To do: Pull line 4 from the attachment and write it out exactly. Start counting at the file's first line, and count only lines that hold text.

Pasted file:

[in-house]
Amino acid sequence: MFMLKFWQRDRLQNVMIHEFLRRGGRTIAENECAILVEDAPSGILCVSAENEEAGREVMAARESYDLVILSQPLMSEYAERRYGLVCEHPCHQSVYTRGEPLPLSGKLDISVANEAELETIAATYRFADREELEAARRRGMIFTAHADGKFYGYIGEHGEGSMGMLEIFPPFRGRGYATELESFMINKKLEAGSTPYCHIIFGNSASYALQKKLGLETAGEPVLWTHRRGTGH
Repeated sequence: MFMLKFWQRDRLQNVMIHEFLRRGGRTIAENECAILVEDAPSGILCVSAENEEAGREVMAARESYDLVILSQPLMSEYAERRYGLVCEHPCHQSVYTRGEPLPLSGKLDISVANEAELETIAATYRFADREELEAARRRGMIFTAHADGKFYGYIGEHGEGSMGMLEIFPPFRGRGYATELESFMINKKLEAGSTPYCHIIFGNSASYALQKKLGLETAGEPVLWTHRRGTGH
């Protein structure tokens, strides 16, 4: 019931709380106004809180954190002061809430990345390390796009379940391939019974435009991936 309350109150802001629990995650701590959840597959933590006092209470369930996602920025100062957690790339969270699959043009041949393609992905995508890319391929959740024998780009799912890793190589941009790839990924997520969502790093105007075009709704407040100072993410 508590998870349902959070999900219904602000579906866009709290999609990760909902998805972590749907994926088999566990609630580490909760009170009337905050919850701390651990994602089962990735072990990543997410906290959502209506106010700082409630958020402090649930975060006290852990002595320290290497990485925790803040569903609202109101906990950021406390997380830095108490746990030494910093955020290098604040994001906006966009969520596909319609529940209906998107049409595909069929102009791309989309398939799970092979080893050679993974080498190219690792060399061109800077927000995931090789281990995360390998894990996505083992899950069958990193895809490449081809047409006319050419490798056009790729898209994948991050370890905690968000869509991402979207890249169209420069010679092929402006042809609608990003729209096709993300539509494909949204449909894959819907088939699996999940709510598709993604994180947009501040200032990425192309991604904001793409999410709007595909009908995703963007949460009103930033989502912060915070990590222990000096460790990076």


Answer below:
């Protein structure tokens, strides 16, 4: 019931709380106004809180954190002061809430990345390390796009379940391939019974435009991936 309350109150802001629990995650701590959840597959933590006092209470369930996602920025100062957690790339969270699959043009041949393609992905995508890319391929959740024998780009799912890793190589941009790839990924997520969502790093105007075009709704407040100072993410 508590998870349902959070999900219904602000579906866009709290999609990760909902998805972590749907994926088999566990609630580490909760009170009337905050919850701390651990994602089962990735072990990543997410906290959502209506106010700082409630958020402090649930975060006290852990002595320290290497990485925790803040569903609202109101906990950021406390997380830095108490746990030494910093955020290098604040994001906006966009969520596909319609529940209906998107049409595909069929102009791309989309398939799970092979080893050679993974080498190219690792060399061109800077927000995931090789281990995360390998894990996505083992899950069958990193895809490449081809047409006319050419490798056009790729898209994948991050370890905690968000869509991402979207890249169209420069010679092929402006042809609608990003729209096709993300539509494909949204449909894959819907088939699996999940709510598709993604994180947009501040200032990425192309991604904001793409999410709007595909009908995703963007949460009103930033989502912060915070990590222990000096460790990076």